• Seems to take more time than normal to process, follow or understand a direction given orally
  • Poor performance in school
  • Behavior problems
  • Shows difficulty developing language skills (i.e., poor grammar rules, difficulty with syllable sequences, immature vocabulary, disorganized sentence formation, low language comprehension)
  • Difficulty learning to read
  • Easily distracted or bothered by loud or sudden noises
  • Is generally upset in noisy environments
  • Disproportionate reaction to painful event

Characteristics of childhood apraxia of speech

Professionals and researchers are not in complete agreement regarding the characteristics that define verbal apraxia (or apraxia of speech). Some of the characteristics mentioned below appear in other severe communication disorders. However, if your child demonstrates several of the following symptoms a speech and language evaluation is highly recommended.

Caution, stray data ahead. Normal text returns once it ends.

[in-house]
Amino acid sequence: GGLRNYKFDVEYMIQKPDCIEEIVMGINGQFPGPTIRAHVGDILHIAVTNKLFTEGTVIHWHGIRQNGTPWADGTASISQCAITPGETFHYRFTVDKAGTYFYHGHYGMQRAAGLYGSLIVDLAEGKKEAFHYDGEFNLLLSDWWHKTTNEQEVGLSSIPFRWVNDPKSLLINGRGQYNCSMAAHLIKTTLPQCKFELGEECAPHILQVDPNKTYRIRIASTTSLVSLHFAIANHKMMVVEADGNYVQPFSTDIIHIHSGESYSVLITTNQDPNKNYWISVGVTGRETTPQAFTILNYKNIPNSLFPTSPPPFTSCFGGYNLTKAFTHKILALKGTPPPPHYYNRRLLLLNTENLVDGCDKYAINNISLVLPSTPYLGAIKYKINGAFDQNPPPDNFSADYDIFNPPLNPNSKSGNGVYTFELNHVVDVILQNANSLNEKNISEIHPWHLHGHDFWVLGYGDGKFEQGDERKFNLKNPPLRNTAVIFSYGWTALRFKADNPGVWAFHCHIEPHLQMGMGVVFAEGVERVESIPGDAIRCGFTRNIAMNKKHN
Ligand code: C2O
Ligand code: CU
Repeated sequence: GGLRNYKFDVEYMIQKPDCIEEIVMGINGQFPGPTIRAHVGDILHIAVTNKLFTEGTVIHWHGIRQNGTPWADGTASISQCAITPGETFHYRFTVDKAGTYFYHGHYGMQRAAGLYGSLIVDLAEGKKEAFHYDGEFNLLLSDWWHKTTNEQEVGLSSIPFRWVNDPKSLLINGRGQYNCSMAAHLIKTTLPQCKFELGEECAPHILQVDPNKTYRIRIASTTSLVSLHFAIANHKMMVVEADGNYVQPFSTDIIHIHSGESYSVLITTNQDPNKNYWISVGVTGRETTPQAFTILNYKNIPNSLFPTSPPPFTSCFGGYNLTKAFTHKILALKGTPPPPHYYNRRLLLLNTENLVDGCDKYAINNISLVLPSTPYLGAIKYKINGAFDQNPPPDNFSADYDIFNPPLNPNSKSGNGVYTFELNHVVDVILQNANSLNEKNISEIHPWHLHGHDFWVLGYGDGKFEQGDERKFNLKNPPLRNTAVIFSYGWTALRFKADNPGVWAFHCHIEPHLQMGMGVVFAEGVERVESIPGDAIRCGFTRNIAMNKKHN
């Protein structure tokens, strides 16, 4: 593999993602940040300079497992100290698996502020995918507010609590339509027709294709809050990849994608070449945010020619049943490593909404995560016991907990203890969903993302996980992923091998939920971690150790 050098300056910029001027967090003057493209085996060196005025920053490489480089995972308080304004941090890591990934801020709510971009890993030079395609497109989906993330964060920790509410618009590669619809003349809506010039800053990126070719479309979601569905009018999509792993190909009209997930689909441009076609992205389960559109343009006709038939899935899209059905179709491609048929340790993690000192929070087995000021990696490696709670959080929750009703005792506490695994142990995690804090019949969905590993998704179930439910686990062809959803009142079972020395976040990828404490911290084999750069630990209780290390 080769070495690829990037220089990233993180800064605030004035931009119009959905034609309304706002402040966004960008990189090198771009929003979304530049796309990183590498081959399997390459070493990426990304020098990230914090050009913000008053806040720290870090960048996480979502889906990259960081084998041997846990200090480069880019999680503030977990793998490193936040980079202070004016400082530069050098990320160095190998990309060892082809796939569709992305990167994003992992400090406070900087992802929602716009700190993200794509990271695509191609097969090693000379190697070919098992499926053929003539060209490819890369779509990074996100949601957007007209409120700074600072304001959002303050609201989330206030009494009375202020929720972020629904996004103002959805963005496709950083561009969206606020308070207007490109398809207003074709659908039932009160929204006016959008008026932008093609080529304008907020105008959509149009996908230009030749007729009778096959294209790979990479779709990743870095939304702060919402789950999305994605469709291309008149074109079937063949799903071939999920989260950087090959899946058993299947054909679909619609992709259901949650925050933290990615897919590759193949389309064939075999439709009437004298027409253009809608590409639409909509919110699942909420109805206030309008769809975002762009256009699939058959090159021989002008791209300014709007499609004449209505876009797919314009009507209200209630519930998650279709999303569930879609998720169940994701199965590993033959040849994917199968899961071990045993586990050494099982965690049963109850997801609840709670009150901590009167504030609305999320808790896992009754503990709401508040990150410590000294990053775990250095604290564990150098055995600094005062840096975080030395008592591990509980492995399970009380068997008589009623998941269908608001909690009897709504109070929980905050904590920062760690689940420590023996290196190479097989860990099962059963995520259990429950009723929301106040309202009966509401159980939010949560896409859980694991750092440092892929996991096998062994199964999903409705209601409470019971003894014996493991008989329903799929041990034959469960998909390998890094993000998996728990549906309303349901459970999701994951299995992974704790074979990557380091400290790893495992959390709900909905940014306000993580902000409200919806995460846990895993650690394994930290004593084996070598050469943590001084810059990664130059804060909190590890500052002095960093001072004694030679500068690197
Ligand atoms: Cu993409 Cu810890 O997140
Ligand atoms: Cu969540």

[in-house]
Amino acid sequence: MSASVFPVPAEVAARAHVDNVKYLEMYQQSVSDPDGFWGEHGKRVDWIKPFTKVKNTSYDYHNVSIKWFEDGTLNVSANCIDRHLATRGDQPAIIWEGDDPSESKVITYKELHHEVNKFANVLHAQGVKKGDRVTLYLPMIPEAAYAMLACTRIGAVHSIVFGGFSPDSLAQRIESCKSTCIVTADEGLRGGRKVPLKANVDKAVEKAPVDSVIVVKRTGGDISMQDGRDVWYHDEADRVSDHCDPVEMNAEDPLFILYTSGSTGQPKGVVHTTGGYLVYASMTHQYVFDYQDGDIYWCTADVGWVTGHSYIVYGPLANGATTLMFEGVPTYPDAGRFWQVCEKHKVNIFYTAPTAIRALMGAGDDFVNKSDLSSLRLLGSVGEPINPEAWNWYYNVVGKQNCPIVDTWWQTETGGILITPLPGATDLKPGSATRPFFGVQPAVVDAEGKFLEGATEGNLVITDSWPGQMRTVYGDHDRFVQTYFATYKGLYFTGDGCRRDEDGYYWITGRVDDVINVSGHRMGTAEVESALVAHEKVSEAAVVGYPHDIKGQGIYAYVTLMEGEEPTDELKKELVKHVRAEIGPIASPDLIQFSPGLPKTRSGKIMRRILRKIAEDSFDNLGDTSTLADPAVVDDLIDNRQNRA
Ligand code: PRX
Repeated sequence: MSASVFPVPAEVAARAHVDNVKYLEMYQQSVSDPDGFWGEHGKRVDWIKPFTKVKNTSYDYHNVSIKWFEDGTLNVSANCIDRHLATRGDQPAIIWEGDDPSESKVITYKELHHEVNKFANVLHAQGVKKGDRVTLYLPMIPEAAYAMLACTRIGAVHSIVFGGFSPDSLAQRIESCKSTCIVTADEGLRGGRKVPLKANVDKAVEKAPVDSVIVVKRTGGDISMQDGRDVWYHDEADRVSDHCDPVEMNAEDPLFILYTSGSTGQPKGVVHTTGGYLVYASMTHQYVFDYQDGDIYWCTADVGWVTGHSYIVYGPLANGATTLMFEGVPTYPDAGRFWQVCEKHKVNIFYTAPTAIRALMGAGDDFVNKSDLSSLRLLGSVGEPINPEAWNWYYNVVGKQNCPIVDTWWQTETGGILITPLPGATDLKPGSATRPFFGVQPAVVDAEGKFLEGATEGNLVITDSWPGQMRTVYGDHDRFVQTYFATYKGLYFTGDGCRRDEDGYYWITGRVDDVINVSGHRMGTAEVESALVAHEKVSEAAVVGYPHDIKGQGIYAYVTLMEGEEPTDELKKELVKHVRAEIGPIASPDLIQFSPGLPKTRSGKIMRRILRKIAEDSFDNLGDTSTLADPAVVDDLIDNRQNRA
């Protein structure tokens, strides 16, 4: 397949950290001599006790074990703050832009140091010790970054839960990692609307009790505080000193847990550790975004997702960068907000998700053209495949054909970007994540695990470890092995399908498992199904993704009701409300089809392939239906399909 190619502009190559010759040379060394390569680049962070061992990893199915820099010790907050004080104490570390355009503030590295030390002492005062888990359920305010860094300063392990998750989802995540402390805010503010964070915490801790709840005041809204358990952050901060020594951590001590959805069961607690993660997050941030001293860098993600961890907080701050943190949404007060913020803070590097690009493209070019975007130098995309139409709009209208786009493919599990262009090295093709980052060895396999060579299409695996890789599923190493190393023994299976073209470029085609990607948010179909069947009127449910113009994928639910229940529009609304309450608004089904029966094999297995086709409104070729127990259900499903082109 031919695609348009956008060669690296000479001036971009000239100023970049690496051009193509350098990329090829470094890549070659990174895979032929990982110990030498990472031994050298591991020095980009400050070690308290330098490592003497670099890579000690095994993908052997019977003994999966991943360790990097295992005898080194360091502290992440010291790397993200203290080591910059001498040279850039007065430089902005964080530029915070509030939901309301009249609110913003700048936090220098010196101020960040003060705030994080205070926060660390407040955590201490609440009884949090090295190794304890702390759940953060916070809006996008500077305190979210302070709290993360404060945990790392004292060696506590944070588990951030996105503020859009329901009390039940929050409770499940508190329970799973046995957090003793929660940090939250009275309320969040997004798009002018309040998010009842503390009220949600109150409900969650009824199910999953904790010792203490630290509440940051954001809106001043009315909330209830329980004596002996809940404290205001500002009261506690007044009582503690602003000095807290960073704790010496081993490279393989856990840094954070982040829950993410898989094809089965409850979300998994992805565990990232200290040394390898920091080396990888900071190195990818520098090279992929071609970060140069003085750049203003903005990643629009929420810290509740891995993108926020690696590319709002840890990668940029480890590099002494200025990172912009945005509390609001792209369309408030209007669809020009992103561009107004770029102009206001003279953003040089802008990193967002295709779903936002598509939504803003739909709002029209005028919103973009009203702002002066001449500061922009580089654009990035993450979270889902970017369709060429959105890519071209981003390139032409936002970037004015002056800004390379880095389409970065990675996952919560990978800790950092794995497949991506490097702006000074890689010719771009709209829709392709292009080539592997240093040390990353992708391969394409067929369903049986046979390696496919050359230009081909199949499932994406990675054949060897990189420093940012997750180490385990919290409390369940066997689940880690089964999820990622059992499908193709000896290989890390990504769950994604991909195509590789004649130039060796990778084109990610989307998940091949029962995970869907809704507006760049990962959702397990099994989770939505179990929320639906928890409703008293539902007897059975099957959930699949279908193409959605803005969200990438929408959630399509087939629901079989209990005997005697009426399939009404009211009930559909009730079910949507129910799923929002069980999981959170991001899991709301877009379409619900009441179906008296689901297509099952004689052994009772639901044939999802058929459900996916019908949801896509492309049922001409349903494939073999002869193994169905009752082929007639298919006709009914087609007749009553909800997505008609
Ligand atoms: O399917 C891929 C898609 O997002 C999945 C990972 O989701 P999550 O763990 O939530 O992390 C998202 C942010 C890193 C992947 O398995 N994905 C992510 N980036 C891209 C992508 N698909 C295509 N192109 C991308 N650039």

• Understands language significantly better than he/she can express language
  • Limited vocalizations and sound play during the first 2 years
  • Produces a limited number of consonant sounds
  • Produces vowel sounds incorrectly
  • Deletes initial and final consonant sounds in words
  • Omits syllables
  • Cannot produce consonant clusters in words (e.g., stop, brown, black, skate)
  • Inconsistent production of words (i.e., often produces the same word differently)
  • Connected speech is unintelligible
  • May use an inventive gestural or non-verbal communication system
  • May not be able to produce words on command but can produce them in spontaneous speech

Other learning difficulties, speech and language deficits, and neurological problems are likely co-existing. Therefore, professionals may not readily consider apraxia of speech as a diagnosis. Accurate diagnosis is crucial for a successful treatment plan. A very specific and intensive treatment plan is required for children with signs of apraxia.